The adjacent image shows the design that I’ve been asked to translate to a WordPress native menu. The orange items are page links. The white items are section headers and should not be active in any way. They are simply visual cues to aid navigation.

The Challenge

‘Out of the box’ WordPress doesn’t provide a place for menu section headers like ‘Services’ and ‘Products’ to be entered. It is possible to add them based on a menu item’s class or ID using the CSS ‘content‘ property, or an absolutely positioned image, but this is tacky and hard-coded, so site owners and admins can’t easily change the menu section headers without a developer type person or some Additional CSS hackery.

We need to find a way of adding section headers that uses the WordPress menu builder and remains editable. Continue reading “Adding sections or headings to WordPress Menus – Making use of the walker_nav_menu_start_el filter”

Manually verifying created users when using Laravel Email Verification

Laravel 5.7 ships with bundled Email Verification. This is great if you want to make sure a user’s email address is valid (or at least that the user can access it) before allowing them access.

Problem:
What if you want to manually verify a user without sending them an email address? For example you might want to add or import a load of existing ‘known-good’ users to a migrated app. Or you might be creating Admin or System users that don’t really have accessible email addresses. There could be many reasons.

At present as soon you register a user, the sendEmailVerificationNotification method is called. There’s a good breakdown of how this works in this Stack Overflow answer. If a user is manually created, then when they try to log in they’ll still see the “Verify your email address” message:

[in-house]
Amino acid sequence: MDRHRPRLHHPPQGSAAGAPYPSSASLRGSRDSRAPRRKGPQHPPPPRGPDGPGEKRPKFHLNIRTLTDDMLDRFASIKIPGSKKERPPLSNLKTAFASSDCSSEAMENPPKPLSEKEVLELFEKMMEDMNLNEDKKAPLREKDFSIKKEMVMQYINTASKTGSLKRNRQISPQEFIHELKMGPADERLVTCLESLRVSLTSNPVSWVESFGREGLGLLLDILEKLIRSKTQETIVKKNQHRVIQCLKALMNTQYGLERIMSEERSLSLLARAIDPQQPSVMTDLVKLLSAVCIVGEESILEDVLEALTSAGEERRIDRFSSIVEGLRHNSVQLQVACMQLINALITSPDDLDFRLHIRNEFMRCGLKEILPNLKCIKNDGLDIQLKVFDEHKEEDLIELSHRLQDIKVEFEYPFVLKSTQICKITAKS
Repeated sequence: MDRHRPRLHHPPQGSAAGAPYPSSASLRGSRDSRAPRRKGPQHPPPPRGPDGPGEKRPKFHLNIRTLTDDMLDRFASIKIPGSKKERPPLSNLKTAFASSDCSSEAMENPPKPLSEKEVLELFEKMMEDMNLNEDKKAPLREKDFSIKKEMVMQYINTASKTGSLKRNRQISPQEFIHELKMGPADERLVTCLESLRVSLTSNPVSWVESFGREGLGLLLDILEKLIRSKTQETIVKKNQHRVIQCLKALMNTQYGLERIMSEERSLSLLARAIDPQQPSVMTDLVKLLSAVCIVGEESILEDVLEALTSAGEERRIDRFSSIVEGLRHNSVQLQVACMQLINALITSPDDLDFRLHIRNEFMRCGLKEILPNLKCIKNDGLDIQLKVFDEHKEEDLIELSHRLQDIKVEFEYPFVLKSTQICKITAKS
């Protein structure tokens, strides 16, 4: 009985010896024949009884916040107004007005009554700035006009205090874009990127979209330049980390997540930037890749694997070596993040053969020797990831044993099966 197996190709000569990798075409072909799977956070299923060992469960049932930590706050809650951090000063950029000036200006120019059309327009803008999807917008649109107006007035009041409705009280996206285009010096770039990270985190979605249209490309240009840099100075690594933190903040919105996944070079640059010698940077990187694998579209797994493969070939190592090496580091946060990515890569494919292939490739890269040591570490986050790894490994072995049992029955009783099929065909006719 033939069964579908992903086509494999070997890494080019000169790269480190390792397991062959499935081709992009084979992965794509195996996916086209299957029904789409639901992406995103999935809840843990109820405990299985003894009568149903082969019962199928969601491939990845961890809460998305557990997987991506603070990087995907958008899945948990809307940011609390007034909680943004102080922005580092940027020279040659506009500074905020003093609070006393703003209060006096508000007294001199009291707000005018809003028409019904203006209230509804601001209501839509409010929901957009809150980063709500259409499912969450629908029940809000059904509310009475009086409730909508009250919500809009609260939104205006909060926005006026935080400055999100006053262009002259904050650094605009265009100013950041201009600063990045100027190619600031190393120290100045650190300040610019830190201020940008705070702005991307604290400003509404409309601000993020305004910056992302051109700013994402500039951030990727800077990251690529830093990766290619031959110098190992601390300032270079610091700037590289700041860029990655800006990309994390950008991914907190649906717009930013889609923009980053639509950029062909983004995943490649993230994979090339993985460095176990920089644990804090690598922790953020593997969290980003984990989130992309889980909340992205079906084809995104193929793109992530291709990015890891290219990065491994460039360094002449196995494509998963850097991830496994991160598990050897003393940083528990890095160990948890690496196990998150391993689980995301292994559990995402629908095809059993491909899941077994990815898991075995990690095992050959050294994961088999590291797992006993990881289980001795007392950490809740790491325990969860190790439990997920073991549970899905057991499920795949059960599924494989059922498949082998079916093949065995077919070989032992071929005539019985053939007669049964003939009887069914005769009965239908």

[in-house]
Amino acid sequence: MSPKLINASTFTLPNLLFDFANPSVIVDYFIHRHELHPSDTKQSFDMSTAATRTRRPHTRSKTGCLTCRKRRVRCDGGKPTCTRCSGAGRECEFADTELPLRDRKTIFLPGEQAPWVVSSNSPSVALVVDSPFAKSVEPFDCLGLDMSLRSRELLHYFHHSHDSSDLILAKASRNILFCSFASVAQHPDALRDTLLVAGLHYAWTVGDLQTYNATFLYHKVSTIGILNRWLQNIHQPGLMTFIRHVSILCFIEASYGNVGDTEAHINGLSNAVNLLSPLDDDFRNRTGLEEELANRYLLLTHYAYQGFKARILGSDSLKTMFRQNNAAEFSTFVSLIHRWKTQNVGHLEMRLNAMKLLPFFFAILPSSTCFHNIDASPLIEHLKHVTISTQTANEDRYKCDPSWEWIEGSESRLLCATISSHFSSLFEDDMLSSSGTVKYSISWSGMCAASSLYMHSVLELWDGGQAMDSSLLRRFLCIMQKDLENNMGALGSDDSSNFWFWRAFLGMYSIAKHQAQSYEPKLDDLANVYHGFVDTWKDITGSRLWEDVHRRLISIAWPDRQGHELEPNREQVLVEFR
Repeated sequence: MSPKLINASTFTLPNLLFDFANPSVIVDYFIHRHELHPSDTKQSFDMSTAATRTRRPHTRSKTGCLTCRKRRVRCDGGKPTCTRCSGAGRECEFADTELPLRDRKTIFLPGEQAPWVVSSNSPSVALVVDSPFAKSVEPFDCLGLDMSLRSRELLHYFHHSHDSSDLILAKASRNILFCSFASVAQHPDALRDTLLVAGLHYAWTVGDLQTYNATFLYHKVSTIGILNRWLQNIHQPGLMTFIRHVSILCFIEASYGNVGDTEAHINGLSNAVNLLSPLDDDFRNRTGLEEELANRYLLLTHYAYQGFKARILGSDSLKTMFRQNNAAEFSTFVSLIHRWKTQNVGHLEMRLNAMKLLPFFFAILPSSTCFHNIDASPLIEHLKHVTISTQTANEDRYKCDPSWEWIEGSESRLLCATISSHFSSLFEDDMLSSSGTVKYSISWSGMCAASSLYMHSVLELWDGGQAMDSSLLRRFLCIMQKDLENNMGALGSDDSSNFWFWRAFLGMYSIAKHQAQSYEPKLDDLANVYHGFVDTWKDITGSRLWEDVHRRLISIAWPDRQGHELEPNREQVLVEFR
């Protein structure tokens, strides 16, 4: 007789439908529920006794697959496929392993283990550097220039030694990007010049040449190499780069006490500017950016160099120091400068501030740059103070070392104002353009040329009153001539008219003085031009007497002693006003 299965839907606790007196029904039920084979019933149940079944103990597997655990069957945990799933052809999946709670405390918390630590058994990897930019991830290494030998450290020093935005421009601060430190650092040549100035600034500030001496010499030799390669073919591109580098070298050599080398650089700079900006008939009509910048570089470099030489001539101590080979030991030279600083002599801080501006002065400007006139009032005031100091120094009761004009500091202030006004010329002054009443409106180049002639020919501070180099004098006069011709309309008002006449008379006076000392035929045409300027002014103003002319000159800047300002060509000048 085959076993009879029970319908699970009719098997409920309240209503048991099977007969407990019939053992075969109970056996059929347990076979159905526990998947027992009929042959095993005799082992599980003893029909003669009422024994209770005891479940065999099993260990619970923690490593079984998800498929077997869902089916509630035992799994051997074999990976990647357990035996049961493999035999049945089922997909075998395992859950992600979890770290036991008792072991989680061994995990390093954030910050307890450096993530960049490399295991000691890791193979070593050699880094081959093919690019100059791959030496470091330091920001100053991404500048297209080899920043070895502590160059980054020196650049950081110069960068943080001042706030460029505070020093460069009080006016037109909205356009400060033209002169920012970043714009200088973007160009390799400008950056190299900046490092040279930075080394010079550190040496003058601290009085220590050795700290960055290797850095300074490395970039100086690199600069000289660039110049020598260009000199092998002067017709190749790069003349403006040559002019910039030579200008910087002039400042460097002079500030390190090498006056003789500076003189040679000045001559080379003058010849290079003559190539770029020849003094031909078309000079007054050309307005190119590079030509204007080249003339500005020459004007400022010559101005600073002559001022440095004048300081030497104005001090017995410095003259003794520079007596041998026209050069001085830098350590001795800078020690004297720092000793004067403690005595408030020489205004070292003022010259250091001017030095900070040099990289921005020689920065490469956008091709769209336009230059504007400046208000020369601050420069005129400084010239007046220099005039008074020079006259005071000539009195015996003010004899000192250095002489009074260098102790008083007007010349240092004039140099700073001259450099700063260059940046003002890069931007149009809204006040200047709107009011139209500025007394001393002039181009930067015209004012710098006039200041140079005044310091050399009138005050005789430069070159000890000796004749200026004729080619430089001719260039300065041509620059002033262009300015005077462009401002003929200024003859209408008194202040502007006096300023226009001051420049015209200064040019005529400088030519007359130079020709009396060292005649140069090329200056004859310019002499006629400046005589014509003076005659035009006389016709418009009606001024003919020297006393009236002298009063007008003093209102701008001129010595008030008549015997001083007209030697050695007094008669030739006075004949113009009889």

Laravel's email verification message

Solutions:
Whether a user has verified their email address or not is indicated by a timestamp in the email_verified_at column of the User table¹. If this column is set to a valid timestamp upon user creation, the user will be ‘validated’ and no email will be sent. So… how can we set that timestamp?  Continue reading “Manually verifying created users when using Laravel Email Verification”

Fixing “[vue-loader] vue-template-compiler must be installed as a peer dependency”

Problem:
Whilst attempting to upgrade an old Laravel project, I hit the following error.

Module build failed (from ./node_modules/vue-loader/lib/index.js):
Error: [vue-loader] vue-template-compiler must be installed as a peer dependency, or a compatible compiler implementation must be passed via options.

Solution:
After some searching of GitHub and stackoverflow, it turns out that The vue and vue-template-compiler module version must be the same. Here was my existing package.json:
Continue reading “Fixing “[vue-loader] vue-template-compiler must be installed as a peer dependency””

Stop WordPress installing new bundled themes and plugins when the core is upgraded.

Problem: Every time WordPress updates to a newer major version it tries to install the newest default Theme too, i.e. WP5.0 arrived with the theme Twenty Nineteen.

In many – maybe MOST cases – we aren’t going to want this to happen on an existing WordPress installation, especially if you are already using a custom theme.

Solution: Thankfully there’s a config value to stop this happening. The value is:

define('CORE_UPGRADE_SKIP_NEW_BUNDLED', true);

…and if you add this line to your `wp-config.php` file (usually found in the root of your site) it will skip new bundles items when the core is upgraded, as the name suggests.

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Updated for 1.2 & 1.3: Adding category depth tag to Shopp

Problem: I needed to display sub categories of a category in category.php but only one level deep. Using:

<?php if(shopp('category','hascategories')): ?>
  <?php while(shopp('category','subcategories')): ?>
    //display stuff
  <?php endwhile; ?>
<?php endif; ?>

…displays all subcast AND their subcats. Continue reading “Updated for 1.2 & 1.3: Adding category depth tag to Shopp”

Remove ‘ul’ and ‘li’ tags from WordPress menus while retaining all the classes

Problem:
I need to output a WordPress nav menu as a series of anchors surrounded by spans, within one nav element. Manipulating the args passed to wp_nav_menu() function will allow the <ul> element to be removed, and passing the output through ‘striptags’ can remove the <li> elements, but I end up losing all the link ancestry classes.

Solution:
If a ‘Walker’ class is used, the output from wp_nav_menu() can be controlled totally. Here’s an example that removes the list elements, adds a span around each item link, and adds the possibility of a separator string between each menu item.

Add to your theme / header / etc: Continue reading “Remove ‘ul’ and ‘li’ tags from WordPress menus while retaining all the classes”